Thread Starter 

Thanks for the input. 

 

I've never had a carbon-core, stainless clad knife.  While I appreciate it being less immediately needy than a pure carbon, it seems like the most important part, the edge, still needs that type of care (though it's easier the wipe the edge than the whole knife).  So, I guess I see a clad knife like the Hiromoto AS as being more a lower-maintenance carbon, requiring more attention than stainless.  In practice, this could become an automatic action, and therefore a non-issue, but I'm not sure.

 

I was considering the Artifex, though I have heard some say they are a bit thick.  Anyone out there have one who could comment?

 

BDL, I've seen some of your other posts echoing your comments about petties getting worn down quickly, which is part of the reason I'm trying to keep the cost down.  I have a feeling the Konosuke is a great petty, but it seems like a lot.  I will say that even $50 or $70 is a significant amount for me to spend on a petty, so I use a cheapo steak or paring knife for the non-food kinds of cutting.

post #6 of 9

from the choices you posted i'd get the hiromoto. and i bet you wouldn't regret having to have made the choice.

 

=D

post #7 of 9

Whether or not it's easier to care for a knife with stainless cladding around a carbon core than a "mono-steel" carbon knife is problematic. 

 

Caring for a carbon knife either becomes automatic very quickly or not.  In my case, an immediate rinse and wipe is very much internalized.  In yours... ? You already know a lot about how you treat your tools, and that should be enough of a guide.  Let's say that if you're the type of person who carves a roast for dinner on a wooden board and leaves the juices on the board overnight, don't get carbon. 

 

Is the Artifex thick?  The answer needs some context; "compared to what?" It's nominally a bit thicker than the Hiromoto.  CKtG has it listed as 1.8mm as opposed to 1.6mm for the Hiromoto, and on top of that I think that the Lamson made Richmonds tend to be a hair thicker in reality than the published specs.  So, a little bit thicker than a Hiromoto but about as thick as a Sabatier and somewhat thinner than a Wusthof Classic 6" sandwich/slicer.  In my opinion it's not unduly thick, but that depends on what you want.  I like my super thin lasers but like my more robust Sabatiers just as well, and choose between them more or less randomly.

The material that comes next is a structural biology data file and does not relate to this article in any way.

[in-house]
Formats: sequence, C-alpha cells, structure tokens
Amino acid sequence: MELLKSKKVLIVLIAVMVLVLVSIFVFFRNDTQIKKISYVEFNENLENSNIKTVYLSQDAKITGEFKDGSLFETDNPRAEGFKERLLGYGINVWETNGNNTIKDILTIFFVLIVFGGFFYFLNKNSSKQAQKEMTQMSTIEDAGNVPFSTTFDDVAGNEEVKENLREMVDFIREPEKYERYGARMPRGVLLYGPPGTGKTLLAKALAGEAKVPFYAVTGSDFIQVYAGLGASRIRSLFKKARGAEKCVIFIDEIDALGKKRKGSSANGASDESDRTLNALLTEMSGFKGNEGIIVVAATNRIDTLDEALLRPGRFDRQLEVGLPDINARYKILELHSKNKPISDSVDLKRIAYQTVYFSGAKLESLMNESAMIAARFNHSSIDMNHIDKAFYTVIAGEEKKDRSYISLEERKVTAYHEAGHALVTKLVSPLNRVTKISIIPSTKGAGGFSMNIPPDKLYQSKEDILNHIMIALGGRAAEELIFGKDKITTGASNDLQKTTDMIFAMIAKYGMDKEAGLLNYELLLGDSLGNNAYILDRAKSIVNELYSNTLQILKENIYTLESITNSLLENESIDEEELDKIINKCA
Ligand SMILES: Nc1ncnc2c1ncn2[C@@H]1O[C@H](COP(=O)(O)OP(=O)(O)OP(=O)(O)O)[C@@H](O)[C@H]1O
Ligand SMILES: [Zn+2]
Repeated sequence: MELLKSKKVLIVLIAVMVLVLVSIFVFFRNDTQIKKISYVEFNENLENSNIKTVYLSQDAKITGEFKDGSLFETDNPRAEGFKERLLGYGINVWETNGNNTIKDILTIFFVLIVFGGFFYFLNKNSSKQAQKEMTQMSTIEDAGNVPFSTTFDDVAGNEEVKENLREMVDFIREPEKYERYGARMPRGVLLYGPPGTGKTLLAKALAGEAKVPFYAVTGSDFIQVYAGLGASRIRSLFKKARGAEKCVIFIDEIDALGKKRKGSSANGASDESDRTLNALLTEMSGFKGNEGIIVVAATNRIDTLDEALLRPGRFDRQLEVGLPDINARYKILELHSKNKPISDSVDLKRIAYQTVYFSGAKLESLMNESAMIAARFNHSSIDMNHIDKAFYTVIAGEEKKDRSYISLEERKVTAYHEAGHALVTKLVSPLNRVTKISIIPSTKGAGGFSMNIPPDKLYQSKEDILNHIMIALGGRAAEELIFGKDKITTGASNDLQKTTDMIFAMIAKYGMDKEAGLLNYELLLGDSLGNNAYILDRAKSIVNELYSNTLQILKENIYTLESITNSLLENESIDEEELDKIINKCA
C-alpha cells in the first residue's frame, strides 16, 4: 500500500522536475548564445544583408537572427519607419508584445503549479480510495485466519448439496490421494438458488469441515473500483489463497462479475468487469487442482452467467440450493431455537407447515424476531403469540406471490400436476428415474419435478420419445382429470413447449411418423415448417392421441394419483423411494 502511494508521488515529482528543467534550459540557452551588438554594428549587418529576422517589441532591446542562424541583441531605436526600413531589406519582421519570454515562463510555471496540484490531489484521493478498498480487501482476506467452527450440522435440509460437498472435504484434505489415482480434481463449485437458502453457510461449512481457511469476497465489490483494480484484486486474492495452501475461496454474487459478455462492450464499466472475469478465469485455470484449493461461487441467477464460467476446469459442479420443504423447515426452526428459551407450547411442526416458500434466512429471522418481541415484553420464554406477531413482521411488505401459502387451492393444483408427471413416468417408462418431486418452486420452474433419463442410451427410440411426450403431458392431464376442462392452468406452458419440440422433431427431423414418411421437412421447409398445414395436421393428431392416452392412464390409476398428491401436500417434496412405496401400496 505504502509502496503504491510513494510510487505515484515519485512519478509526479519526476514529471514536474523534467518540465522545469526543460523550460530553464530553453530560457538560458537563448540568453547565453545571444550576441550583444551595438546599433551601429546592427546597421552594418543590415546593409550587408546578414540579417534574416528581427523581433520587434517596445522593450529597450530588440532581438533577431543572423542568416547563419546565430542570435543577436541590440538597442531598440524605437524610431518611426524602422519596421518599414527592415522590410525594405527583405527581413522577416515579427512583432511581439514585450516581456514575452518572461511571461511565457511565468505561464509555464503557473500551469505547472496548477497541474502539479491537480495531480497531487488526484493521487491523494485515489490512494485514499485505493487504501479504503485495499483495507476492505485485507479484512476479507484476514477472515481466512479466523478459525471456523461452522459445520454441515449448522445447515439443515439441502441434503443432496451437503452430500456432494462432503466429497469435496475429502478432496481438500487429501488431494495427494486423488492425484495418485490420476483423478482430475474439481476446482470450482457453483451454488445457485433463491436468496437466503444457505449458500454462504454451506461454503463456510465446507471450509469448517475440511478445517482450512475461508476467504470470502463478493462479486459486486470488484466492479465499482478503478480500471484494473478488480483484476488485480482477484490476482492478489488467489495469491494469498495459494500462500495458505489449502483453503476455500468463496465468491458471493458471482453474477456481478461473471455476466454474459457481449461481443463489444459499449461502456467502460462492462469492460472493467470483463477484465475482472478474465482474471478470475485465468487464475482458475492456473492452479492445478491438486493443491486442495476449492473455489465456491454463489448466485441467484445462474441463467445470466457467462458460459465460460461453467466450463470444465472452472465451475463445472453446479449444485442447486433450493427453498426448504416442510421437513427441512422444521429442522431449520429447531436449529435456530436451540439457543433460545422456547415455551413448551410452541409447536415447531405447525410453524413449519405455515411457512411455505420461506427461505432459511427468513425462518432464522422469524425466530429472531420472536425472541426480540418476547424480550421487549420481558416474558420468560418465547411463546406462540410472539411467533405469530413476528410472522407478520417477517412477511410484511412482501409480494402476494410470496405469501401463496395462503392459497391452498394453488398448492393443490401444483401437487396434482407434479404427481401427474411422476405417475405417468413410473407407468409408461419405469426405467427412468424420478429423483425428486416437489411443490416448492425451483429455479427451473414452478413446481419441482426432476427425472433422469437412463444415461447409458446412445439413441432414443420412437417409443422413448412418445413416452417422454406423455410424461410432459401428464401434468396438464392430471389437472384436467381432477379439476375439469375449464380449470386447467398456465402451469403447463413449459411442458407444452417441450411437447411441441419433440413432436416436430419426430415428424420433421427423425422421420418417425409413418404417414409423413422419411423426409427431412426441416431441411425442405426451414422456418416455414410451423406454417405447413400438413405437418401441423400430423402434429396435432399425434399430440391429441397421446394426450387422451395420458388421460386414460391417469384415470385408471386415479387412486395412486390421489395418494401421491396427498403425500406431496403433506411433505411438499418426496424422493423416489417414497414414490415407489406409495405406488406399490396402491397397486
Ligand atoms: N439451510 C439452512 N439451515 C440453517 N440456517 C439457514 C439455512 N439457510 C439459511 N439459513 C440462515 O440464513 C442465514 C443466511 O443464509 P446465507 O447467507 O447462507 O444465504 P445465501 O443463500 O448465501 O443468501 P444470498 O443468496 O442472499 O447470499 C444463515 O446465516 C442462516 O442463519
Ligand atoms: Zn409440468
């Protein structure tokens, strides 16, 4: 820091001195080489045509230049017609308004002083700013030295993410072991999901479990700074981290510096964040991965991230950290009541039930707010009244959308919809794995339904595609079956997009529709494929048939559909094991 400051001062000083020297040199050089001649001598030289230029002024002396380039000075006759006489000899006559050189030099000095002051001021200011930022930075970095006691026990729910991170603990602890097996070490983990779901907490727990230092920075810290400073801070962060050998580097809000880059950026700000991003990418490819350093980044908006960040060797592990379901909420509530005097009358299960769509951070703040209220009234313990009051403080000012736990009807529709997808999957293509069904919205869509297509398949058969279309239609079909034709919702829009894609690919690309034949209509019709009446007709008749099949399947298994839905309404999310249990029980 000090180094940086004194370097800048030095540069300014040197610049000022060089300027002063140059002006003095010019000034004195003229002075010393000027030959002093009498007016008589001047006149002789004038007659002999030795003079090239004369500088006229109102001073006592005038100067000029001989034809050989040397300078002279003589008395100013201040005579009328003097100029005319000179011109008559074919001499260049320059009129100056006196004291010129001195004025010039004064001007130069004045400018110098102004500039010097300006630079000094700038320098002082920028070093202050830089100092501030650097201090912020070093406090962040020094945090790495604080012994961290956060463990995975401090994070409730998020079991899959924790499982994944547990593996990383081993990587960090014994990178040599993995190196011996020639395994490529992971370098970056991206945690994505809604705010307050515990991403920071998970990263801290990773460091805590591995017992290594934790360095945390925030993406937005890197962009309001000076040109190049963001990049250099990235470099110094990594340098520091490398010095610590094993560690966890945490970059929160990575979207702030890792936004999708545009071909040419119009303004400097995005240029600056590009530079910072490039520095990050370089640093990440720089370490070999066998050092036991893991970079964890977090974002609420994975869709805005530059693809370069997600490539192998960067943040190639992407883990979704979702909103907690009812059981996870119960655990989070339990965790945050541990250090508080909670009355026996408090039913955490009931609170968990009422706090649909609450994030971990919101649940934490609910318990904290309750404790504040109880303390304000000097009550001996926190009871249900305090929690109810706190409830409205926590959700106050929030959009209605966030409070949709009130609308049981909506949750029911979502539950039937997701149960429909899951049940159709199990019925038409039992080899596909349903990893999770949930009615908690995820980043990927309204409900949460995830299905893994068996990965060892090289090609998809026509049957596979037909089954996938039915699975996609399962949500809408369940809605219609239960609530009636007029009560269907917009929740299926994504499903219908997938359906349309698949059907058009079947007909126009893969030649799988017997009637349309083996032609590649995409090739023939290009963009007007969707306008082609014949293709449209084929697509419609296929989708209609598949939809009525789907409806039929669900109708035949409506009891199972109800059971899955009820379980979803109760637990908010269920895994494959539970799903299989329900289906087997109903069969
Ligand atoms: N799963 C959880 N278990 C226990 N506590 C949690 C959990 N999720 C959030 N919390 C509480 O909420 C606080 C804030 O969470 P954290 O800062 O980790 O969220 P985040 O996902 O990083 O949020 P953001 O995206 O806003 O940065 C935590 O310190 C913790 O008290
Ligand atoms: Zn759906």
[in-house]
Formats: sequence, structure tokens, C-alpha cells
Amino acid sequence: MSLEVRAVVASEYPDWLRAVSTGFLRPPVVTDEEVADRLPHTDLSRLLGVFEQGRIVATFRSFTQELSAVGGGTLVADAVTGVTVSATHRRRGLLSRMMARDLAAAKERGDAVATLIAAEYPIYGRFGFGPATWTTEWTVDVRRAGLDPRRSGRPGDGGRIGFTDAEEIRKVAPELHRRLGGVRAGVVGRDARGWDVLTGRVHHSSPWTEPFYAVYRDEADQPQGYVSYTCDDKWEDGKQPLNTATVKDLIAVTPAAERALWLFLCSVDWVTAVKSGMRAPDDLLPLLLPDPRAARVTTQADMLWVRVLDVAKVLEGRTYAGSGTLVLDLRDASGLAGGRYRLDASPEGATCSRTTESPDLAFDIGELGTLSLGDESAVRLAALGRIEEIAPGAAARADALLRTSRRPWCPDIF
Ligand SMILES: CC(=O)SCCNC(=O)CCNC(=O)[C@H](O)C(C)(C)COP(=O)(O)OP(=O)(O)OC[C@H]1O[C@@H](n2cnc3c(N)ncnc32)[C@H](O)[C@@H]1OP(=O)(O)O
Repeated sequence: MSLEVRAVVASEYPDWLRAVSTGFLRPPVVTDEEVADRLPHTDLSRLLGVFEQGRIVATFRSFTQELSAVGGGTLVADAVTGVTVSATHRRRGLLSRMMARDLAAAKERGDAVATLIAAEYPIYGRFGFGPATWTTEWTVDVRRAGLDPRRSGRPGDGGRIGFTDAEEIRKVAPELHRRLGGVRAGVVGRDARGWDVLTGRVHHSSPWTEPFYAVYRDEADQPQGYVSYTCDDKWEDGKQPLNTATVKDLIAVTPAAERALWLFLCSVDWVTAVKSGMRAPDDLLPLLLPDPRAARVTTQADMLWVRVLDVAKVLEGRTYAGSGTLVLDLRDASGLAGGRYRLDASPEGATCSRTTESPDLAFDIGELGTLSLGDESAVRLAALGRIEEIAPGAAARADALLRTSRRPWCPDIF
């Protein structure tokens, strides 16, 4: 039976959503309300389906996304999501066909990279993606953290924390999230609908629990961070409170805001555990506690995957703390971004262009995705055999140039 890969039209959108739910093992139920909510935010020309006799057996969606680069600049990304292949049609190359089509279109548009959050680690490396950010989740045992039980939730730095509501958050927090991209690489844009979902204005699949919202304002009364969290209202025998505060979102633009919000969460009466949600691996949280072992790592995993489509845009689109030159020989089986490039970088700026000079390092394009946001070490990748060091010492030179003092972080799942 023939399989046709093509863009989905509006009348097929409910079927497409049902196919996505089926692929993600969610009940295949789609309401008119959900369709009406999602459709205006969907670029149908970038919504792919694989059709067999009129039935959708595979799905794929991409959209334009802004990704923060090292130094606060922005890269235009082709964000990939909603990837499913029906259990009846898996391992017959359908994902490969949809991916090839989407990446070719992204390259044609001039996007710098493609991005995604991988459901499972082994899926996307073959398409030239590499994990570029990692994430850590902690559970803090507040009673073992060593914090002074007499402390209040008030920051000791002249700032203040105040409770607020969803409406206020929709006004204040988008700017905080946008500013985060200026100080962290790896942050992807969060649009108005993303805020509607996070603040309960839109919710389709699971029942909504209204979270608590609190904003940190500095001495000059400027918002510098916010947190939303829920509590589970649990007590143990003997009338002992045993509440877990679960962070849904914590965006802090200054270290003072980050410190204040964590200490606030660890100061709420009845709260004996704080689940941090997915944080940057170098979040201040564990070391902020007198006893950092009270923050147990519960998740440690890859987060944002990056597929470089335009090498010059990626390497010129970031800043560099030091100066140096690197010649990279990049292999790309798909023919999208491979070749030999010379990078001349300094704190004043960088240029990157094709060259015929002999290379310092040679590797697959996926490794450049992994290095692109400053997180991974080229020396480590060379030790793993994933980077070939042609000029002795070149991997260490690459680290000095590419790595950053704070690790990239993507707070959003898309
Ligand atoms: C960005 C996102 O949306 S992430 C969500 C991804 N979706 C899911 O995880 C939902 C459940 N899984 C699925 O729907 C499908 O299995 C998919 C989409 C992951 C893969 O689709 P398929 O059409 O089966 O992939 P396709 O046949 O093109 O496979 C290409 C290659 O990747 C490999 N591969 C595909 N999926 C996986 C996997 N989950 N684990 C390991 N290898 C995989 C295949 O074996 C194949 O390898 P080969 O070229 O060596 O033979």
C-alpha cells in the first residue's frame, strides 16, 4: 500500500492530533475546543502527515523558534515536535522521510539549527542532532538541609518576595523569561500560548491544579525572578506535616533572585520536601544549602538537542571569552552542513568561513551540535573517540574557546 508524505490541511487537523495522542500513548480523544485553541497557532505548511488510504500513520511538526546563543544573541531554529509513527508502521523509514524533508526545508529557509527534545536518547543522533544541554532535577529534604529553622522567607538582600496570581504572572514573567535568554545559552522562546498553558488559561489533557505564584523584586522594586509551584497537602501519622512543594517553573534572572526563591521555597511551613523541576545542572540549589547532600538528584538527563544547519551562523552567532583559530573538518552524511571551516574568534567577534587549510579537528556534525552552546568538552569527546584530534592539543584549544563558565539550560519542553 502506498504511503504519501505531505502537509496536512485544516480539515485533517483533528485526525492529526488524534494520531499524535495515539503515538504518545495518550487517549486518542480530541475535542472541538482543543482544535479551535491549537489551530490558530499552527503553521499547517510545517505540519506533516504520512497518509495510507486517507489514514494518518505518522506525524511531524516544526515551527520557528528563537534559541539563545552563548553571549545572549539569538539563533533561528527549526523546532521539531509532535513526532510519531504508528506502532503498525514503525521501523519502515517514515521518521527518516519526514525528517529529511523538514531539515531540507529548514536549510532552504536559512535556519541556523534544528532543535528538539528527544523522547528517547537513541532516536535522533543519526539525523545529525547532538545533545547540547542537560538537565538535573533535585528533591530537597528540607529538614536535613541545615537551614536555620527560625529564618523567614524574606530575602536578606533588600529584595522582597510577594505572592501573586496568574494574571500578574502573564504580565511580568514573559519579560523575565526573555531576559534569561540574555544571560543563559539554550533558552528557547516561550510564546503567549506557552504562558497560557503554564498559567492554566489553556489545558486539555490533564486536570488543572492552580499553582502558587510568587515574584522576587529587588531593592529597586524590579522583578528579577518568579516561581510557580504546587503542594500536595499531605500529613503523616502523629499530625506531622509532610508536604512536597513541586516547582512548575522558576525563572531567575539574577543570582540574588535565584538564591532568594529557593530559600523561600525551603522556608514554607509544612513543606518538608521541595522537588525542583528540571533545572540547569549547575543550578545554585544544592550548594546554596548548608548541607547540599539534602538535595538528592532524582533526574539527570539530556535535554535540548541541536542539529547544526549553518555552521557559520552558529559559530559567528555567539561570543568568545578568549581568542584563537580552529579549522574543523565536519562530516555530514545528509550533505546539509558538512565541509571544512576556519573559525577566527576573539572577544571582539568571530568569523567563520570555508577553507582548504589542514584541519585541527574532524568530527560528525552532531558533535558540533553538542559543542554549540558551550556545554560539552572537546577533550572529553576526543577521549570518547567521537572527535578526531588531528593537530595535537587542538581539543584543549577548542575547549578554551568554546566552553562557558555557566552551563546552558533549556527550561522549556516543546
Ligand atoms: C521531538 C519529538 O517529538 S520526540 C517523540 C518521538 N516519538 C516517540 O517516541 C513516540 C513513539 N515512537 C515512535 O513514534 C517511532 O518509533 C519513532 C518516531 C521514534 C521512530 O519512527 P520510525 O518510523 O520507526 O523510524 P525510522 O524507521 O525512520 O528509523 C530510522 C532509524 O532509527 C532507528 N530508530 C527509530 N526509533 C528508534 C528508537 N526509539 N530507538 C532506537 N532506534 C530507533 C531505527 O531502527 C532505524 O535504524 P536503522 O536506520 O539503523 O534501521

Also, while my Kono petty suits my uses, I'd only recommend one (or something similar) to someone who was willing to baby it. 

 

BDL


Edited by boar_d_laze - 12/20/12 at 11:21am
post #8 of 9
It's good practice to care about stainless in the same way. Acid food will dull stainless edges as well, it just takes a little longer.
post #9 of 9
Thread Starter 

Thanks for the input.  I do take good care of my knives (even if those around me think I'm a fanatic), so I'm considering the Hiromoto.  And I'm sure wiping down even a stainless knife is probably a good habit.  And while I do take care of my knives, perhaps a really thin petty is not what I really want.  Something marginally thicker may end up being more useful because it's more durable, and rarely will the additional thickness be an issue.

 

I'm curious that no one else has had much to say (positive or negative) about any of the other options mentioned.

 

Thanks for the input so far.

New Posts  All Forums:Forum Nav:
  Return Home
  Back to Forum: Cooking Knife Reviews
ChefTalk.com › ChefTalk Cooking Forums › Food & Equipment Reviews › Cooking Knife Reviews › Recommendations for decent 150mm petty